Last month, thousands of mathematicians attended the Joint Mathematics Meeting in Boston — the largest annual gathering of its kind. In addition to presentations on phylogenetic algebraic geometry and trace formulas, the conference featured an art exhibition, with 80 artists presenting ....
Ron Paul won the Republican Party's straw poll in September in California with a whopping 44.9 percent, but since then it's been a bit downhill for the Libertarian. His supporters couldn't love him any harder if they tried, but he's going to need more of them in order to win.
Democrats on the the Congressional Joint Select Committee on Deficit Reduction, also known as the Super Committee, gave their first proposal to the committee Republicans on Wednesday. The committee is charged with reducing the nation's debt by cutting $1.2 trillion.
Congressional officials, speaking to the Associated Press said the proposed ...
—Frank Rich, New York Magazine columnist, on The Brian Lehrer Show.
Republican presidential contender and (sometime frontrunner), Herman Cain is out with a new ad that features his campaign chief of staff, Mark Block raving about the campaign while taking a drag on a cigarette. The bizzare ad has gone viral, and has even spawned a few parodies - notably one in which Cain "Chief of Staff, Jay Smooth' is charged with "keep Herman Cain in the news for another three, four months" so he can get a gig on cable TV.
— John from the Bronx, a caller on The Brian Lehrer Show.
— Nicholas Kristof, columnist for the New York Times, on The Brian Lehrer Show.
—Nina Totenberg, NPR's legal affairs correspondent, on The Brian Lehrer Show
Political campaigners might get a break around the New Year, after all. In a statement released Wednesday afternoon, New Hampshire's Secretary of State Bill Gardner threatened to hold the state’s key early primary in December.
— Anna Sale, It's a Free Country's political reporter, on The Brian Lehrer Show.
— David Leonhardt, Washington bureau chief for the New York Times, on The Brian Lehrer Show.
Construction of the Franklin Delano Roosevelt memorial on the southern tip of Roosevelt Island has been going on for just several months — but the designs for the structure are nearly 40 years old.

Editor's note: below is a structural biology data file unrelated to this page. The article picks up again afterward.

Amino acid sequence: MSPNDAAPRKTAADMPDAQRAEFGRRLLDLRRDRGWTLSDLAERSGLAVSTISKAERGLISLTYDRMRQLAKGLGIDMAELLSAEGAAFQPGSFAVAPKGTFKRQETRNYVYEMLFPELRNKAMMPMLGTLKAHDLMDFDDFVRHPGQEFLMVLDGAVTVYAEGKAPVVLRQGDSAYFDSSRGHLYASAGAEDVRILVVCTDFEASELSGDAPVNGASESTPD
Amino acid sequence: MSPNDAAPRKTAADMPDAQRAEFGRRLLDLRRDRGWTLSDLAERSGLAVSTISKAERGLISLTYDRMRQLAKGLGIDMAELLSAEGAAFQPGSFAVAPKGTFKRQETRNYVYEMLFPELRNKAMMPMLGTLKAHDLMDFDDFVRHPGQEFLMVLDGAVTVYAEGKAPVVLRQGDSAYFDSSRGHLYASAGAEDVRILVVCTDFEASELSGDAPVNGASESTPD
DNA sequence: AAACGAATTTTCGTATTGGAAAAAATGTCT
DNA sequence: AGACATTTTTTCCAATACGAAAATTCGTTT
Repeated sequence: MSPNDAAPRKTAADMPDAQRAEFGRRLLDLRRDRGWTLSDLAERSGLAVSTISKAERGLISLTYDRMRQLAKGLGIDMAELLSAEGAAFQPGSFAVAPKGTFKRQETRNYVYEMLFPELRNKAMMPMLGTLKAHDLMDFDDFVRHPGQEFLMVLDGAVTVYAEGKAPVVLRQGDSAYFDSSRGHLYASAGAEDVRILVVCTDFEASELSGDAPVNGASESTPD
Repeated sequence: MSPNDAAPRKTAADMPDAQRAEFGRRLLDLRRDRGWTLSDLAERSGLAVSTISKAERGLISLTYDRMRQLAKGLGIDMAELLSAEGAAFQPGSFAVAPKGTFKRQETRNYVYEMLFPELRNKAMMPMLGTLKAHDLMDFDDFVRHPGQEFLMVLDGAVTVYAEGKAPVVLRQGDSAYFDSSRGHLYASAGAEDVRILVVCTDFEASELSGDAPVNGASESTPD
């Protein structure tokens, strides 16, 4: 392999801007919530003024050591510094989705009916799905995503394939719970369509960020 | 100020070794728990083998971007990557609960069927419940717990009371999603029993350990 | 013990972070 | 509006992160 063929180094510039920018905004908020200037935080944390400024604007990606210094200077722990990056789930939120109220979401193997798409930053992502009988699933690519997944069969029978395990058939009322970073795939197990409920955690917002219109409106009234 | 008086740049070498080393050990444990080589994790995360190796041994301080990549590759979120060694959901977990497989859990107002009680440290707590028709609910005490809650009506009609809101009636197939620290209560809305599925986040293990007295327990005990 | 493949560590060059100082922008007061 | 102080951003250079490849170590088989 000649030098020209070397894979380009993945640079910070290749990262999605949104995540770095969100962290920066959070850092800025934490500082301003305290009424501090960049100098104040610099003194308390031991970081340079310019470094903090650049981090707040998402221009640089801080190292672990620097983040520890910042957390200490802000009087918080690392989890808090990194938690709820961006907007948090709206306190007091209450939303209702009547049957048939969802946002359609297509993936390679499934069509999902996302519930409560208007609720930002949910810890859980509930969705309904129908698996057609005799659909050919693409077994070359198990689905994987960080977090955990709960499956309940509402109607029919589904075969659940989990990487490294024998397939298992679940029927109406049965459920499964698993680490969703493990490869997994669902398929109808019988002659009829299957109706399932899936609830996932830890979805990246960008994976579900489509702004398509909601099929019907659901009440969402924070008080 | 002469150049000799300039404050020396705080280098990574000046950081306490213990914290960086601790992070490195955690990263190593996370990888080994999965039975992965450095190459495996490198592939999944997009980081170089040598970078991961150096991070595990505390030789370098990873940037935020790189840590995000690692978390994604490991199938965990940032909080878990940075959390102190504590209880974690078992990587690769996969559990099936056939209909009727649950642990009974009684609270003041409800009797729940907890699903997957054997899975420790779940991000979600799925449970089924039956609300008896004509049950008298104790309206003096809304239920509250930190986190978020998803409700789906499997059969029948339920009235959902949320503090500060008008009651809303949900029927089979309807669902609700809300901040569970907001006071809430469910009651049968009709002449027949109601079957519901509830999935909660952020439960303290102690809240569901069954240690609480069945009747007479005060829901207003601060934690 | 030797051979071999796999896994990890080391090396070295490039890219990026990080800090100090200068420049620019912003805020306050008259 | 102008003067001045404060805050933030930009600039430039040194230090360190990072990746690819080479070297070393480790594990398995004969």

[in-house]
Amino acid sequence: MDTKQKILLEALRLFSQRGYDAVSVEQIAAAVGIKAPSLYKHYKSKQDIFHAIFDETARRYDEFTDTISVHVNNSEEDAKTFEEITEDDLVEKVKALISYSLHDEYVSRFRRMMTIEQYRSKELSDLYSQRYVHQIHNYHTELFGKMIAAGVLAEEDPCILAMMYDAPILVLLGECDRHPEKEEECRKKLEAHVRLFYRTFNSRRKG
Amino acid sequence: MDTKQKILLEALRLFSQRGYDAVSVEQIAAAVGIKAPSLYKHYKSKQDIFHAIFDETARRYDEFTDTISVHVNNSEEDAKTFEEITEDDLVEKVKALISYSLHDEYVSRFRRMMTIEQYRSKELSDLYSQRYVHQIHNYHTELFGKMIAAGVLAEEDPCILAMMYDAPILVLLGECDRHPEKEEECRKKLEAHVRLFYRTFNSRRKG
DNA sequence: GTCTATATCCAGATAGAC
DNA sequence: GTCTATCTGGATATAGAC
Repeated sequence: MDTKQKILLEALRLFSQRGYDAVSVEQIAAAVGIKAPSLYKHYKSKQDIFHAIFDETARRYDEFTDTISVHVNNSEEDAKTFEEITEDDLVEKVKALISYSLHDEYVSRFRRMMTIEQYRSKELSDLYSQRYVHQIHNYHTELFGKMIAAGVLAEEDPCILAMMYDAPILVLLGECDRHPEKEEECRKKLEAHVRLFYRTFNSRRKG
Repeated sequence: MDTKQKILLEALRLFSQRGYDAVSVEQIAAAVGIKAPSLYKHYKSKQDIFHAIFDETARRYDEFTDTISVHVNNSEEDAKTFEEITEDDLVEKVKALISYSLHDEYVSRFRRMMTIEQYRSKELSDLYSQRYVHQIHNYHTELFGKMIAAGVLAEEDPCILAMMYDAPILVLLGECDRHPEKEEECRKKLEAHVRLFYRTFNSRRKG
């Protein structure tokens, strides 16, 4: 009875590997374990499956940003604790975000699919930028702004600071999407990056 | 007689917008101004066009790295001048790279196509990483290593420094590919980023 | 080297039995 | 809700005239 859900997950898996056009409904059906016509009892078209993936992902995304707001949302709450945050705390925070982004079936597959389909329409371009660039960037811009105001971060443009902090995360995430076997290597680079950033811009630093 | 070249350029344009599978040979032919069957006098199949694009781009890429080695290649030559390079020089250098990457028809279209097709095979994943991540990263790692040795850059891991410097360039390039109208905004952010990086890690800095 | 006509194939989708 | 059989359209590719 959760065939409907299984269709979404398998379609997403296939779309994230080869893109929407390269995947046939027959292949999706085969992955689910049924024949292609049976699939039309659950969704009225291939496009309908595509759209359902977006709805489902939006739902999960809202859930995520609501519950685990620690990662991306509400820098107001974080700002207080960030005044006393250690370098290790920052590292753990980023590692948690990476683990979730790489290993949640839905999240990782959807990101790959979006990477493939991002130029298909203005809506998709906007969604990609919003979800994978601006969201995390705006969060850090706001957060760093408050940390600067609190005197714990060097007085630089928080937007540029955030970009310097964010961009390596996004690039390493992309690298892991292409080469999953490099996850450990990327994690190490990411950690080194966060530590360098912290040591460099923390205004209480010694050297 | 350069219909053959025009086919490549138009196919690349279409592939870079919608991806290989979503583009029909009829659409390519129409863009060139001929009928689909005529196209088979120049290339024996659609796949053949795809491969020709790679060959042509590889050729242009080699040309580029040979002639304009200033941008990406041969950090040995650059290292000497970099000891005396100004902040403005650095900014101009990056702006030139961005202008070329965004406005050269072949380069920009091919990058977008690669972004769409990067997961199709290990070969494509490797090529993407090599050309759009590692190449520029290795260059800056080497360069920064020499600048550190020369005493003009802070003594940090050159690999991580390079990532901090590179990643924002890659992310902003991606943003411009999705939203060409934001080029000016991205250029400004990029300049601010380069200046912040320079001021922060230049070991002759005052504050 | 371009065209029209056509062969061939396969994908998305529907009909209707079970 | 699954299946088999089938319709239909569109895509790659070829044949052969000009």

The Democrats have been been on the offensive since the 2010 midterm when they sustained huge losses to Republicans, ceding 63 seats and the House majority. To return from minority status and retake the House, the Dems need a big surge, something the Democratic Congressional Campaign calls the "Drive to 25."
New York is a city of specialists from foodies to academics, laborers to shopkeepers. Every Wednesday, Niche Market will take a peek inside a different specialty store and showcase the city's purists who have made an art out of selling one commodity.
— César Gaviria, former president of Colombia and a commissioner on the Global Commission on Drug Policy, on The Brian Lehrer Show.
— WNYC's Bob Hennelly on The Brian Lehrer Show.
Tea Party darling Michele Bachmann (R-MN) talked up her home-field advantage as she officially announced her run for presidency this morning in Iowa. Bachmann lived in Iowa (a state she's hoping to win) until she was twelve and then moved to Minnesota where she became the state's first Republican woman elected to Congress in 2006. She told the crowd in Waterloo, her birthplace: “I often say that everything I need to know I learned in Iowa" and “It’s these Iowa roots and my faith in God that guide me today.”
The Supreme Court's term ends in mere weeks and there are still a few hot potatoes on their plates, from privacy issues to freedom of speech to limiting the size of classes in a class action lawsuit. These are cases that have a potential for big impact, depending on how the judges come down.
We put our heads together with legal analyst and It's a Free Country blogger Jami Floyd to break down a few of these remaining cases and explain what impact they may have.
Today’s fight over immigration is contentious and has the power to derail the agendas of politicians who wade into the issue. Yet federal legislation has been minimal and usually results in short-term solutions, so much so that many states have resorted to creating their own immigration-control laws.
In the past thirty years, the U.S. has gone through a rapid expansion of globalization, and cycles of economic recession and booms, which has resulted in a huge upswing in immigrants, mainly from Latin America, coming to the U.S. to find work. But the story isn't a new one.